After the students have been instructed in 1 and 2 point perspective, teach them
how to make stairs, checkerboards, holes, etc. When you ask for a cityscape or
futuristic theme, make a list of required objects that they must have in the
scape. This will get them going and hopefully they will go on from there. It
will also help you in grading showing a minimum for the assignment.
----- Original Message ----
From: sarah k <email@example.com>
To: TeacherArtExchange Discussion Group <firstname.lastname@example.org>
Sent: Tue, December 7, 2010 3:55:06 PM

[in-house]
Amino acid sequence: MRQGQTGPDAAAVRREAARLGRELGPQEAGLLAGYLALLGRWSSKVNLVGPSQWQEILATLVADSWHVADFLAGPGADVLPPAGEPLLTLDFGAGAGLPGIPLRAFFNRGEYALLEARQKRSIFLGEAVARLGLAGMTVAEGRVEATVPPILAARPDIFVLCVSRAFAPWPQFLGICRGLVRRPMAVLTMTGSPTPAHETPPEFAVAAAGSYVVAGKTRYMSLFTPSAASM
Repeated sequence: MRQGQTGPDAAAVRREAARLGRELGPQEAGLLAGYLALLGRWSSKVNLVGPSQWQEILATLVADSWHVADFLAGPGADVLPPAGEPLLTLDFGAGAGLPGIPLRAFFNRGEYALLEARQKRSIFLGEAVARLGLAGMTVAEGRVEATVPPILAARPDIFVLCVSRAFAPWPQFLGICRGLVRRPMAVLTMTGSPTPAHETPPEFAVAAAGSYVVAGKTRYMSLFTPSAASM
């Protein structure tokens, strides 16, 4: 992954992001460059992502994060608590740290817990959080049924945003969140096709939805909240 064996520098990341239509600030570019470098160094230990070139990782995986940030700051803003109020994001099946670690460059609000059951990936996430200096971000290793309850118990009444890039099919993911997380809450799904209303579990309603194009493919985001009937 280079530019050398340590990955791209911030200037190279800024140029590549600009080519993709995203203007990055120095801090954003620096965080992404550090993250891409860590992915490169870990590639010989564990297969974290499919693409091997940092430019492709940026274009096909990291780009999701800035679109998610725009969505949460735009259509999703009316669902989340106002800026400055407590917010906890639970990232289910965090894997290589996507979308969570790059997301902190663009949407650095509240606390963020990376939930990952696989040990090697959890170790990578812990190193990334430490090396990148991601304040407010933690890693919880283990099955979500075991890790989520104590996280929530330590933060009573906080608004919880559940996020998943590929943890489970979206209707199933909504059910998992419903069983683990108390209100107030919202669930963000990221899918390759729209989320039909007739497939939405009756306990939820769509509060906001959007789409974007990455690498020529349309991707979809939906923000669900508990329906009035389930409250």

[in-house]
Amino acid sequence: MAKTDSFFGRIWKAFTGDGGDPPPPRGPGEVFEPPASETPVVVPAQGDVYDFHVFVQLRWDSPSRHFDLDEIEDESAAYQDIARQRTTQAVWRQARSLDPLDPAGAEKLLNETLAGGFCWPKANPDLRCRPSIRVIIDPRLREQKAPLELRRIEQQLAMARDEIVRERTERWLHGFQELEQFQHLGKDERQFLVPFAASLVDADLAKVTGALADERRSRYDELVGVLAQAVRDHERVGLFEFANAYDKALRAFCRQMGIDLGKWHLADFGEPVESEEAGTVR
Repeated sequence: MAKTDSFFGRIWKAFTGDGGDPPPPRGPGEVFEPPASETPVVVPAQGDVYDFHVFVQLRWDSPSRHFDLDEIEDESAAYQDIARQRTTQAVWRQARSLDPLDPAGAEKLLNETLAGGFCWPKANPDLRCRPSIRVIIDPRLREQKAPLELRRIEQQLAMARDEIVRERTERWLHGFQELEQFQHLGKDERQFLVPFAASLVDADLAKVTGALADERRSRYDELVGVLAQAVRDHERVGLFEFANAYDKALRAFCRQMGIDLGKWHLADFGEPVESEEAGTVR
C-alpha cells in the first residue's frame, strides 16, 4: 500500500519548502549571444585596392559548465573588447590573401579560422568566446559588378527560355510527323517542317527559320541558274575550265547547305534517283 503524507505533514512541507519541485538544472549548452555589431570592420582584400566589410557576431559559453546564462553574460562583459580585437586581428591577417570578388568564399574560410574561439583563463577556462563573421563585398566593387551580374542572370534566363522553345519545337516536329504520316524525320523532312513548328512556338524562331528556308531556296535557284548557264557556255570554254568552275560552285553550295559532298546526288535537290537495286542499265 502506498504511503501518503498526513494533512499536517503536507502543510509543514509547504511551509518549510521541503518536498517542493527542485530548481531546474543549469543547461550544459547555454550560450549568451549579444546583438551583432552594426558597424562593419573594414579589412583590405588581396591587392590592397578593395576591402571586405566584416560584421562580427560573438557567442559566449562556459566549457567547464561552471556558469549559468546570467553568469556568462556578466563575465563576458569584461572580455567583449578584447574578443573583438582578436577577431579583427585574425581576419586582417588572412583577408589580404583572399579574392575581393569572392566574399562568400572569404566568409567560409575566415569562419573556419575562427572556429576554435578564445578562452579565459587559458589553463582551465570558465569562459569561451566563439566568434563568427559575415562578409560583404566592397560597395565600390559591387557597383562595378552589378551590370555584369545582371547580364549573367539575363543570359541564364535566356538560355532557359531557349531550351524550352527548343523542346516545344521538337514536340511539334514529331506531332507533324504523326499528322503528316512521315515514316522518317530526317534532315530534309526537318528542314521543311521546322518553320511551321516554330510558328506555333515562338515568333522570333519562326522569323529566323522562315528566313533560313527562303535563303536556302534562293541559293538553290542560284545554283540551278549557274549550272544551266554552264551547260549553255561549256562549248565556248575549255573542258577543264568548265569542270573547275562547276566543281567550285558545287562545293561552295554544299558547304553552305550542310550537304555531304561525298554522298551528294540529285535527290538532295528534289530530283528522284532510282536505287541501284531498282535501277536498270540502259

Subject: [teacherartexchange] teaching 2 point perspective- advice needed
In your experiences, what has been the most successful approach to
teaching 2 point perspective?
I consider myself a novice teacher, after two years part time, this is
my first year "full time" (24hrs a week). I am teaching my eighth
graders perspective, many of them having little art experience, and
even though most of them are doing, well after a 1 point perspective
refresher and brief 2 point intro (I gave a handout with step by step
directions and walked through), I feel I am loosing some.
The assignment is to create a cityscape... now, in the future, along
the beach, whatever they can imagine. I want them to be jazzed! But I
think its a combination of lack of effort and creativity of the behalf
of students and poor teaching techniques from me. How would you
improve this situation?